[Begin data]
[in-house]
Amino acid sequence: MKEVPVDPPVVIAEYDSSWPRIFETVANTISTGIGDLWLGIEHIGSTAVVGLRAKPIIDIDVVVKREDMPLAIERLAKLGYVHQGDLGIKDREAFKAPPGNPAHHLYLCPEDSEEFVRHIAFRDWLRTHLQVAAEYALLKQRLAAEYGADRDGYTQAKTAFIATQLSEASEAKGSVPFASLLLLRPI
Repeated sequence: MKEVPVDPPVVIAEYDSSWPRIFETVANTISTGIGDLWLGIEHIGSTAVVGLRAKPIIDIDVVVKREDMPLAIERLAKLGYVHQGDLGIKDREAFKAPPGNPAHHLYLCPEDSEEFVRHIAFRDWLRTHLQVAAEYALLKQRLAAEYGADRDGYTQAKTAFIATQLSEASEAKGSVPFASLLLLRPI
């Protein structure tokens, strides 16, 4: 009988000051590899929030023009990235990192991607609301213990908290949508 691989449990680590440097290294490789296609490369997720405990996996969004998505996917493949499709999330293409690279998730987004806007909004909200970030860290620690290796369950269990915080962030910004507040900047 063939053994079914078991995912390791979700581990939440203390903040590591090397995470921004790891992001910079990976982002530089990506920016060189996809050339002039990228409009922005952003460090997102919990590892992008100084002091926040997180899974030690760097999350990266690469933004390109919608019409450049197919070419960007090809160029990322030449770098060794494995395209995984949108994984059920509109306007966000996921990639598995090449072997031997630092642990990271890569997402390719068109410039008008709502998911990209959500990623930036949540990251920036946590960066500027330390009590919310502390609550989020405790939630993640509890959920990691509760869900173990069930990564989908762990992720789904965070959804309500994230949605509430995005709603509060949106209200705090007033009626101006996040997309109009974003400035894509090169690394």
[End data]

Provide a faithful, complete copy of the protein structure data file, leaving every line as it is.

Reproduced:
[in-house]
Amino acid sequence: MKEVPVDPPVVIAEYDSSWPRIFETVANTISTGIGDLWLGIEHIGSTAVVGLRAKPIIDIDVVVKREDMPLAIERLAKLGYVHQGDLGIKDREAFKAPPGNPAHHLYLCPEDSEEFVRHIAFRDWLRTHLQVAAEYALLKQRLAAEYGADRDGYTQAKTAFIATQLSEASEAKGSVPFASLLLLRPI
Repeated sequence: MKEVPVDPPVVIAEYDSSWPRIFETVANTISTGIGDLWLGIEHIGSTAVVGLRAKPIIDIDVVVKREDMPLAIERLAKLGYVHQGDLGIKDREAFKAPPGNPAHHLYLCPEDSEEFVRHIAFRDWLRTHLQVAAEYALLKQRLAAEYGADRDGYTQAKTAFIATQLSEASEAKGSVPFASLLLLRPI
């Protein structure tokens, strides 16, 4: 009988000051590899929030023009990235990192991607609301213990908290949508 691989449990680590440097290294490789296609490369997720405990996996969004998505996917493949499709999330293409690279998730987004806007909004909200970030860290620690290796369950269990915080962030910004507040900047 063939053994079914078991995912390791979700581990939440203390903040590591090397995470921004790891992001910079990976982002530089990506920016060189996809050339002039990228409009922005952003460090997102919990590892992008100084002091926040997180899974030690760097999350990266690469933004390109919608019409450049197919070419960007090809160029990322030449770098060794494995395209995984949108994984059920509109306007966000996921990639598995090449072997031997630092642990990271890569997402390719068109410039008008709502998911990209959500990623930036949540990251920036946590960066500027330390009590919310502390609550989020405790939630993640509890959920990691509760869900173990069930990564989908762990992720789904965070959804309500994230949605509430995005709603509060949106209200705090007033009626101006996040997309109009974003400035894509090169690394």